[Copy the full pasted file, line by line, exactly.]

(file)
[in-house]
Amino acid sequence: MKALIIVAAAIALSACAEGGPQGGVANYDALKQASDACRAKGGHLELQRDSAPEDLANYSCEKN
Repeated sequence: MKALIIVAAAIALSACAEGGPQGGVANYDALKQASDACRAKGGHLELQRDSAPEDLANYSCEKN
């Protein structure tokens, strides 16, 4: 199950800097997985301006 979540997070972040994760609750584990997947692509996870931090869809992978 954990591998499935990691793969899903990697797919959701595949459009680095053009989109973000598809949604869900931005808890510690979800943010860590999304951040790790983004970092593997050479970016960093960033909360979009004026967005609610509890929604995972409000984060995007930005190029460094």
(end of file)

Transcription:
[in-house]
Amino acid sequence: MKALIIVAAAIALSACAEGGPQGGVANYDALKQASDACRAKGGHLELQRDSAPEDLANYSCEKN
Repeated sequence: MKALIIVAAAIALSACAEGGPQGGVANYDALKQASDACRAKGGHLELQRDSAPEDLANYSCEKN
């Protein structure tokens, strides 16, 4: 199950800097997985301006 979540997070972040994760609750584990997947692509996870931090869809992978 954990591998499935990691793969899903990697797919959701595949459009680095053009989109973000598809949604869900931005808890510690979800943010860590999304951040790790983004970092593997050479970016960093960033909360979009004026967005609610509890929604995972409000984060995007930005190029460094």